This framework is based on five elements each starting with the letter D :  Demographic, Density, Duration, Distance, and Disinfection.


One critical step in developing an infection safety strategy is to consider the characteristics of the participants and staff.   There may be people with vulnerabilities; how can you maintain safety while respecting their privacy? Are the people in this group living and working in a “hot spot” for covid-19?  How will you respond to an increase in community infection rate?  What factors will you consider when deciding whether to cancel or modify your program? How do you reliably and consistently check those thresholds and actualize a change in your program?   Are there factors such as sick leave policies or program deadlines that would inhibit staff and participants from staying home when they are not well? Are the participants working in places where they are at particular risk?  Which health screening method will you use and how will you respond to a positive screen? Are you checking temperature?Can you align your program with existing resources such as occupational health or student health services?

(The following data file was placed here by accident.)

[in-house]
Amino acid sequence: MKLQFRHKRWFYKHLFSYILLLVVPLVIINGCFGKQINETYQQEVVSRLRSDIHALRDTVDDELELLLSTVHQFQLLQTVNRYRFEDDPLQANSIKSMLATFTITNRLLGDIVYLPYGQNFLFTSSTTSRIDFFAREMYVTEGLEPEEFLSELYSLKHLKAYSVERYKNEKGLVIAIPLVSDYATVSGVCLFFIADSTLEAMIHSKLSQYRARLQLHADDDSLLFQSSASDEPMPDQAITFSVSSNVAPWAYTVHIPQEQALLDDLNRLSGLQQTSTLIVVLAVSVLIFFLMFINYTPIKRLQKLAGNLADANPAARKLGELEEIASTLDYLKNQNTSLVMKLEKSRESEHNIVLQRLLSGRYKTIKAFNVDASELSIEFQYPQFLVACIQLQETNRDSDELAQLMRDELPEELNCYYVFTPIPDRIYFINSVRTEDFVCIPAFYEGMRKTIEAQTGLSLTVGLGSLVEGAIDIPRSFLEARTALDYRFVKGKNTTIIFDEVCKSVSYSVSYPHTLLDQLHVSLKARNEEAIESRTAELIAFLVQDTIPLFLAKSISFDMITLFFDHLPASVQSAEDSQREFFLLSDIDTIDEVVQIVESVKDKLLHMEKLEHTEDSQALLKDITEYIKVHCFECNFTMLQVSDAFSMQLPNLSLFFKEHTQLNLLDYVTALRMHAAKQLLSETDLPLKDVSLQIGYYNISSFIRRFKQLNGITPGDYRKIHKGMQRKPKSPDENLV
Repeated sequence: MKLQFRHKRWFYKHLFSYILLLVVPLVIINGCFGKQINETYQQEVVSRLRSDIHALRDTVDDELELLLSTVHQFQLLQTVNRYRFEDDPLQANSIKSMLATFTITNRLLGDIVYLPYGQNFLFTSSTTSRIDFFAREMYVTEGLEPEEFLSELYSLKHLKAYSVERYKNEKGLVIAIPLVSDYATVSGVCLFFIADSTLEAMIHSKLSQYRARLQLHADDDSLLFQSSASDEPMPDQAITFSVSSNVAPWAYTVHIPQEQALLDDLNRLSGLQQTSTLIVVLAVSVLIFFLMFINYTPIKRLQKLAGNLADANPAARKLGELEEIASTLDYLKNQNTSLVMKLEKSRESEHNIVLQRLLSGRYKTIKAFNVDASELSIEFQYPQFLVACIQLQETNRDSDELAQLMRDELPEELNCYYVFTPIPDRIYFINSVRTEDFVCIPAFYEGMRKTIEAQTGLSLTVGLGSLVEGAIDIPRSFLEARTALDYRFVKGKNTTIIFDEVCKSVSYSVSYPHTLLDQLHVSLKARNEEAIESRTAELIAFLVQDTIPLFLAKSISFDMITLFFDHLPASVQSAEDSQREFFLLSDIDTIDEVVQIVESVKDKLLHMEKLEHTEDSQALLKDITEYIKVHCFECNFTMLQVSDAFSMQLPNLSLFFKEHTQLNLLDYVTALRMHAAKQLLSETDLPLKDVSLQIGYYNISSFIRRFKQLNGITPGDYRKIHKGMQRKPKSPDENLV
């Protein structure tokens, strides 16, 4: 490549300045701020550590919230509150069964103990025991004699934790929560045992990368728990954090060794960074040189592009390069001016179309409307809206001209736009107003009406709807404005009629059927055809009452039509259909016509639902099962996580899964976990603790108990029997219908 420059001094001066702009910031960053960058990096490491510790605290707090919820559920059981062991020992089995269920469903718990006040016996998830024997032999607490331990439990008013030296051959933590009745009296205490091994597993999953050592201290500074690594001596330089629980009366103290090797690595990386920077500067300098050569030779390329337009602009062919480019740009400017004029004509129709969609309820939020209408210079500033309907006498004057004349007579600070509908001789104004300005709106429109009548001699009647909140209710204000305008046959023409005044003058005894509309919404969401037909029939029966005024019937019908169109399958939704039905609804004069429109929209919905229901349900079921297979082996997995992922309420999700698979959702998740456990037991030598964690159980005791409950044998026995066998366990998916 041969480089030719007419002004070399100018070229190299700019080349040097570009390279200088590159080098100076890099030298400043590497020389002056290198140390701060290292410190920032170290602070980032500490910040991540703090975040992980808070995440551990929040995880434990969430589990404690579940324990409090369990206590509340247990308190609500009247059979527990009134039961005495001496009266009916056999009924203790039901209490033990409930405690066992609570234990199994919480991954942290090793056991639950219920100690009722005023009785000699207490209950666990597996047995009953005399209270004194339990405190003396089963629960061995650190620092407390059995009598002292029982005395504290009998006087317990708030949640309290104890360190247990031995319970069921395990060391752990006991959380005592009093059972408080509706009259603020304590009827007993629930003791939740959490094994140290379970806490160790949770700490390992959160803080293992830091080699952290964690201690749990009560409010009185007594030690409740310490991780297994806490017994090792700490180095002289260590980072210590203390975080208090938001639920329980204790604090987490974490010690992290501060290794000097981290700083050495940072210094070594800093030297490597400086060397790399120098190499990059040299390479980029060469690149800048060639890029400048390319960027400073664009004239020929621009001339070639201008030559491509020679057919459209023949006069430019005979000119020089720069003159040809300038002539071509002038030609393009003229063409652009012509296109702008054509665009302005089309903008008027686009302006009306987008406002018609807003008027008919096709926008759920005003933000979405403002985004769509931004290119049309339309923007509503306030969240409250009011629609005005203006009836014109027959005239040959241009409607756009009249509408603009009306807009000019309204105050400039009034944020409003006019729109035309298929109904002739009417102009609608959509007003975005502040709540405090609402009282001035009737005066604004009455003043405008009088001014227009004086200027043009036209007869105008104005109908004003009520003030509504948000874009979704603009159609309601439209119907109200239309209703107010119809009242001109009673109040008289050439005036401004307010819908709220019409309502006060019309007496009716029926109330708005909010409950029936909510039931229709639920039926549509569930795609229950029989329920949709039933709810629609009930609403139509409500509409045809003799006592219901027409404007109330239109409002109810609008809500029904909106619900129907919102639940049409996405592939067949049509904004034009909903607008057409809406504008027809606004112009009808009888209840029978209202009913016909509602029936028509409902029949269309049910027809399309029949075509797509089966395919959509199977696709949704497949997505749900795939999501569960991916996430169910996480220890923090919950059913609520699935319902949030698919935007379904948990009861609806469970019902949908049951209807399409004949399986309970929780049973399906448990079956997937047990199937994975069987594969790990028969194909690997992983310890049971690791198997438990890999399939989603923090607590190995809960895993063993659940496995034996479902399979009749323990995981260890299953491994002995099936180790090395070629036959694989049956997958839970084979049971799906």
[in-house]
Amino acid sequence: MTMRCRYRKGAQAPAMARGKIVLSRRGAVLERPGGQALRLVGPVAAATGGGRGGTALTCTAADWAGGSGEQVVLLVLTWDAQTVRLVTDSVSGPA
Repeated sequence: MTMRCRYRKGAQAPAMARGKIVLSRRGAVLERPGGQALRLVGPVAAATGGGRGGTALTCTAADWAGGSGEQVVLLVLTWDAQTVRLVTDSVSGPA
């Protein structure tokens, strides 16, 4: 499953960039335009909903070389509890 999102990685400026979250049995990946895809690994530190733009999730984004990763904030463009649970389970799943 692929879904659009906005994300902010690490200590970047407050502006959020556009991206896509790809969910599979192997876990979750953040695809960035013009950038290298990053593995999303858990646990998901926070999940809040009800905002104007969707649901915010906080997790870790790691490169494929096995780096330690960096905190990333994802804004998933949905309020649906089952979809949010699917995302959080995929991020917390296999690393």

Density: Greater numbers of people involved in a simulation activity can create greater risk. Are there ways to minimize the density of people?  Will staggering the participants into smaller groups be helpful?  Can the physical space elements such as seats, tables, screens, stations be adapted to reduce density?

Duration:  The duration of exposure to potential sources of infection seems to be a critical variable in the risk equation.  Can you minimize the time that participants are in close contact?  Can some parts of the simulation be done remotely without losing effectiveness?

Distance:  Though six feet or two meters is the “social distance” standard, the actual transmission distance for SARS-COV-2 infections is situation dependent.  People speaking loudly or shouting is greatly different than people speaking softly through masks.  Can maximal distances between people be achieved and maintained for most of the simulation activity?  Are there particular parts of the event that naturally will decrease the safe distancing that could be mitigated by changes in layout, supplies, barriers, or other means?   Consider how to manage food and drink.  Since masks would be removed, do you prohibit consumption of coffee/ snacks when groups are gathered for briefing and debriefing?